Planning a Summer Trip in the UK
When you plan a summer trip in the UK, you can choose from a number of different ways to travel. For example, you can fly into the country and stay at one of the many hotels, or you can decide to tour the various sights and attractions by car. You could also book coach hire with a driver to help you along your tour of the area. Regardless of which way you choose to get around, there are a few tips that you should keep in mind if you want to make sure that your vacation goes off smoothly.
One of the most important things that you need to do when you plan a summer trip in the UK is to determine where you will be going to. The best way to do this is to ask people you know for recommendations. If they are planning a vacation in the UK and want to share their experiences with you, it would be a good idea to use the internet to gather information. You can find out everything you need to know about the various areas in the UK, including popular sights and attractions, from the website of a travel agent, you can also contact one of our friendly coachcompany.co.uk advisors who would be more than happy to assist. In order to save money on your coach hire, you should book coach hire with a driver in advance, you may even be able to find cheaper rates.
Where Do You Want To Go?
Probably the most varied of the UK's nations, England offers urban lifestyles, country living, empty beaches, rugged coasts, national parks, historic touring, markets, shopping, lakes, hikes, riding, cycling—a kind of United Kingdom in miniature.
Scotland is the emptiest of the nations of the UK with great, beautiful stretches of highlands, dramatic lochs, rolling borderlands and upland moors. It also has two of the UK's most exciting cities, Glasgow and Edinburgh, and some of its wildest holiday celebrations.
Wales is more rural than most of the UK. It has storybook pretty valleys and wonderful areas for walking. In Snowdonia, it has the highest UK mountain outside of Scotland as well as several brilliant waterfalls and cascades. In 2017, the view from the top of Snowdonia was voted the best view in Britain in a survey of 3,500 visitors. And, if you like castles, this is the place to be. Wales also has gorgeous beaches and miles of protected, heritage coastline. If you tour and visit local pubs, you are likely to hear Welsh spoken as a first language in parts of North Wales.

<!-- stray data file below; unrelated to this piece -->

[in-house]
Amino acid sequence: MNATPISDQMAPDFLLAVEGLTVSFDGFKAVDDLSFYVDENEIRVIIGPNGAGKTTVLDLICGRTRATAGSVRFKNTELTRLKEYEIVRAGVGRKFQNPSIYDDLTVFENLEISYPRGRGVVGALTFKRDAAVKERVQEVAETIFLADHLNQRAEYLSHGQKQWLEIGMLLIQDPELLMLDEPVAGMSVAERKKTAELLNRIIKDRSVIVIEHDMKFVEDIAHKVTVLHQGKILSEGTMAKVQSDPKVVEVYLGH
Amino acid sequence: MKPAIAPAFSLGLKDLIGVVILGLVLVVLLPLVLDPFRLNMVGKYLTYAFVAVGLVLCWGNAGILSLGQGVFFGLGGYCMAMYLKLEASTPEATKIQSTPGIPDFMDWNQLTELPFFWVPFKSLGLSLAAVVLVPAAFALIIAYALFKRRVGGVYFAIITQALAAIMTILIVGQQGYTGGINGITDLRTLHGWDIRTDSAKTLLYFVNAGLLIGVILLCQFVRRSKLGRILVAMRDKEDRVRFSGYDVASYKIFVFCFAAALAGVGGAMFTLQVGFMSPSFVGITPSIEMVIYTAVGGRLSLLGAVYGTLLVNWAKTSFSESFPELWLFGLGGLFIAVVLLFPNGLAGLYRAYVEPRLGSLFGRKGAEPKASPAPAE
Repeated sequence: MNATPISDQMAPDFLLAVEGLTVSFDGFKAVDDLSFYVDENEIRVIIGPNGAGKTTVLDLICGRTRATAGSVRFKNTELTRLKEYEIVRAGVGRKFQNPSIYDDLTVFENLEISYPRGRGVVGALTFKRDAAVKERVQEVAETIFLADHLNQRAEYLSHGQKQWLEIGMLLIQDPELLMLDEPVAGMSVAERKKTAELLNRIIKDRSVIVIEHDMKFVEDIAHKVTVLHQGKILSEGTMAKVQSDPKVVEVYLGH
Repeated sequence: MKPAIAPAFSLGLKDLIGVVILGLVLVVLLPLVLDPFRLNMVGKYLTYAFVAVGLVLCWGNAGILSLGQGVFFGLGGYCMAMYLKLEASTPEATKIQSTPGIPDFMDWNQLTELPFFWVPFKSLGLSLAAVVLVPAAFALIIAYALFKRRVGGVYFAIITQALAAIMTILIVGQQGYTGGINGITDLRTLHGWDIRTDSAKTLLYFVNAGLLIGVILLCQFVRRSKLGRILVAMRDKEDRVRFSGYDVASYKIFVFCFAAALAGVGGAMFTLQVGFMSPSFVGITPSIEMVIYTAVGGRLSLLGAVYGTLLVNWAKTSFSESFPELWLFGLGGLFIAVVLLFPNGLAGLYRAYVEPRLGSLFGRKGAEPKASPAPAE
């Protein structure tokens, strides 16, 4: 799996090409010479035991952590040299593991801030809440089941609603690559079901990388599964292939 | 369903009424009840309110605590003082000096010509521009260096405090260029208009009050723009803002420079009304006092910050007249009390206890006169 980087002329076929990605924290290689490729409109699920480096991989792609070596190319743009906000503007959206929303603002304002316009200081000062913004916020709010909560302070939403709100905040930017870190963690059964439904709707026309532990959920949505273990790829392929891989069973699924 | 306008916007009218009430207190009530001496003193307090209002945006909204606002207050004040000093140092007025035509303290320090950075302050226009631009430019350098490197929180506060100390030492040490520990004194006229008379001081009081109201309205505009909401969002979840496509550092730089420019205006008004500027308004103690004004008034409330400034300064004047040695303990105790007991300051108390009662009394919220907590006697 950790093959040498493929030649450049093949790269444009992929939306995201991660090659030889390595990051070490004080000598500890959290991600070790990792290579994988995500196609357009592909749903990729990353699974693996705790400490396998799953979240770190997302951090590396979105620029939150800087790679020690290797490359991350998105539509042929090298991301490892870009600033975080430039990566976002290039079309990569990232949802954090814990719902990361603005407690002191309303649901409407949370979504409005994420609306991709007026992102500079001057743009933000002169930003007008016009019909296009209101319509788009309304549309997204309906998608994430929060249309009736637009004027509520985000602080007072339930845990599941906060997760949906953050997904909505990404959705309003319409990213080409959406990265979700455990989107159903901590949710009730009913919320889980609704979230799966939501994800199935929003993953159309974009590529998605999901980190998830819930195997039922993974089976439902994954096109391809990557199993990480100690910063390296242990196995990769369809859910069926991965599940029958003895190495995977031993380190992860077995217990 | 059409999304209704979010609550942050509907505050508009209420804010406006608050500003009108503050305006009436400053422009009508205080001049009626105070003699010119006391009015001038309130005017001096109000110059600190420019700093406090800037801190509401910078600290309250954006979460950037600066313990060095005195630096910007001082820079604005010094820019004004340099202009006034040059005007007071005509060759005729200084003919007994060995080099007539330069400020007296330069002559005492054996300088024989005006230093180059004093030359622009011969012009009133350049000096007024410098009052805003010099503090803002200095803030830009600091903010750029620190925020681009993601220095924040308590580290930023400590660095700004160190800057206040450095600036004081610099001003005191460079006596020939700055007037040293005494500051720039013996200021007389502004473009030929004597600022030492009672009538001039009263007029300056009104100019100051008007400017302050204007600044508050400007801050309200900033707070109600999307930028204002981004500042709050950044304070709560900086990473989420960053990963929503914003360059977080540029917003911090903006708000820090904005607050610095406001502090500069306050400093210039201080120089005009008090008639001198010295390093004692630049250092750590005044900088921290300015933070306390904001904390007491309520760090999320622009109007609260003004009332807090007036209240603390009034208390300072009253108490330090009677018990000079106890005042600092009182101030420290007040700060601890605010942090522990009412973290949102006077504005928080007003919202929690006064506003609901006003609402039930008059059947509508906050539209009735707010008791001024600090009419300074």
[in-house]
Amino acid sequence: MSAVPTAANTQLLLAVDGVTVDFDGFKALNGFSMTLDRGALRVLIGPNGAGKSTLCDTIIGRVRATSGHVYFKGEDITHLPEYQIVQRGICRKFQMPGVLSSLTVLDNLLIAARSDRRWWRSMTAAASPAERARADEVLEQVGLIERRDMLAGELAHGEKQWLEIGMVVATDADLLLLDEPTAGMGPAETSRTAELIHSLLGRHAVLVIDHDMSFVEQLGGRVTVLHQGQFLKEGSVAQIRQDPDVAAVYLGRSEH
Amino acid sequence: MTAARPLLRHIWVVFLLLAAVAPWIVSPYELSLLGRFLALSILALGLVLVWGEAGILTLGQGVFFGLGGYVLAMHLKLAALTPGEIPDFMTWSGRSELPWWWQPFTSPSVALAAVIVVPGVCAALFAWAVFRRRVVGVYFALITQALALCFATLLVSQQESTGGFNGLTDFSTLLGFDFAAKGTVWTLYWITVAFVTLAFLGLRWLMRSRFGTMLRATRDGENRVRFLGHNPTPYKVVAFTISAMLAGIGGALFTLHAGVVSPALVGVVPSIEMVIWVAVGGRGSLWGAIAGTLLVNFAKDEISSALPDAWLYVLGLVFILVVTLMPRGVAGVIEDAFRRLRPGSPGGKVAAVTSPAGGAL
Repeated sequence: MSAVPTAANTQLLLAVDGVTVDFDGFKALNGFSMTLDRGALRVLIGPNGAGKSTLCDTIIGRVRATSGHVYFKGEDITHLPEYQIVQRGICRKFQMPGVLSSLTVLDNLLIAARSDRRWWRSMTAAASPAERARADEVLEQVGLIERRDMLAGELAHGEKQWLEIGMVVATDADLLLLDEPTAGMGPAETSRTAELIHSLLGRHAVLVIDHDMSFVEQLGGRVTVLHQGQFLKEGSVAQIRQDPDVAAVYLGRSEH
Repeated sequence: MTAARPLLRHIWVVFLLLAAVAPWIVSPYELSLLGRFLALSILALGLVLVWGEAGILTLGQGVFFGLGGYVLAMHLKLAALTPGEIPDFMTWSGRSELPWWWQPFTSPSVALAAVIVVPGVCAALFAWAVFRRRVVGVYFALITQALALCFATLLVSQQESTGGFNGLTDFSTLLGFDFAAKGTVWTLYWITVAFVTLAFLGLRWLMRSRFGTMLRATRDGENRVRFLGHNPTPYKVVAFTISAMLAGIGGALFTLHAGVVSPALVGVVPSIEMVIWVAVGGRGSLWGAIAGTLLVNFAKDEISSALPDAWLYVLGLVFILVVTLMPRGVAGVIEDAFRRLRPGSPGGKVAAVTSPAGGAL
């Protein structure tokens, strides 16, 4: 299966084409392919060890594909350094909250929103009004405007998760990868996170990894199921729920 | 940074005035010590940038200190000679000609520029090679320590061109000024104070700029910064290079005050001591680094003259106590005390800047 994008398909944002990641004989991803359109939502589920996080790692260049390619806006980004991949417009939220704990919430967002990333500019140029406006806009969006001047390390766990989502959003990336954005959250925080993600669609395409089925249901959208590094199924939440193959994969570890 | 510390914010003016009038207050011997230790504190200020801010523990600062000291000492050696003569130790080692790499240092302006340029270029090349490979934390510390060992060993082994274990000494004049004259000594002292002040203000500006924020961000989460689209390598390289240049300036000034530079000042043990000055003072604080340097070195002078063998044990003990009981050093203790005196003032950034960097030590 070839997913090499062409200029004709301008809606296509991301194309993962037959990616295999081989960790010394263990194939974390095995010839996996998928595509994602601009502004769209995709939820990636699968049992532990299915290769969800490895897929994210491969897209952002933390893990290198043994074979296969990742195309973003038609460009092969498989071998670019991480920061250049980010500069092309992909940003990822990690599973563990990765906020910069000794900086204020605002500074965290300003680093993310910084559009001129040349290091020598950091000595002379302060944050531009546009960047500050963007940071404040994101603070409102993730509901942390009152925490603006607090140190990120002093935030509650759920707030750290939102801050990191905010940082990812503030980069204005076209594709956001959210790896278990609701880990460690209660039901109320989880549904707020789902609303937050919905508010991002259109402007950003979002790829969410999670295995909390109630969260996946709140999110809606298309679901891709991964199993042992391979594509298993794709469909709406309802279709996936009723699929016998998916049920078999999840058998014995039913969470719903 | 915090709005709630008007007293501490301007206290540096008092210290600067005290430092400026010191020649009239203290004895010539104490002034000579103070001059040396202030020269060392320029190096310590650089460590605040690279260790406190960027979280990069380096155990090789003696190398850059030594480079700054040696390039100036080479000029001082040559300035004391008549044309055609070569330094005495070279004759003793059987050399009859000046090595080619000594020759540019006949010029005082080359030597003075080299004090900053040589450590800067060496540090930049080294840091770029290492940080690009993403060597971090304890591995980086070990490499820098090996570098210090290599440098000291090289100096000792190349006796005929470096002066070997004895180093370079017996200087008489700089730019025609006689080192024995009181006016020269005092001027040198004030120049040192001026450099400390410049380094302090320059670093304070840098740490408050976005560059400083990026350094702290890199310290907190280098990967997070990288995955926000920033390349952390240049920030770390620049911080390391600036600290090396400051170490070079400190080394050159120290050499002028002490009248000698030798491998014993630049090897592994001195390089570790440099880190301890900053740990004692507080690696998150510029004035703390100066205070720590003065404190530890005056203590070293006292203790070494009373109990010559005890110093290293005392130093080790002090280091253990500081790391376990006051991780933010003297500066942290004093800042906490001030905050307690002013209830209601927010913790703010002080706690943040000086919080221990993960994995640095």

Belfast is experiencing a cultural revival and Northern Ireland is finally being discovered by visitors. Ulster, as it is also known, has lovely, rural landscapes, dramatic coastal features like the Giant's Causeway and some of the UK's oldest historic monuments. It has maintained an open border with Eire (the Republic of Ireland), but following the U.K.'s official withdrawal from the EU (Brexit), this open-border policy may change.
A few other things to consider is your accommodation, food and any admissions you may have to pay for some of the UK's many attractions. Read on for some more information about costs and what to expect:
The average price of a night in a UK hotel in 2020, was just under £100—but the average price of acceptable hotel accommodation in most major cities was still above £100, with London and Edinburgh leading at about £200. Check out some of these ideas on how to save on accommodations. And if your aim is London, have a look at some cheaper places to stay just outside the capital.
Food and Drink
Expect to pay a minimum of £25-£30 per person per day. If you're really on a very tight budget, these are some ways to save on food and drink.
From £10 to £25+ per adult, per attraction. You can save a great deal by buying a UK discount pass. Some of them are only available to overseas visitors and are remarkably good value.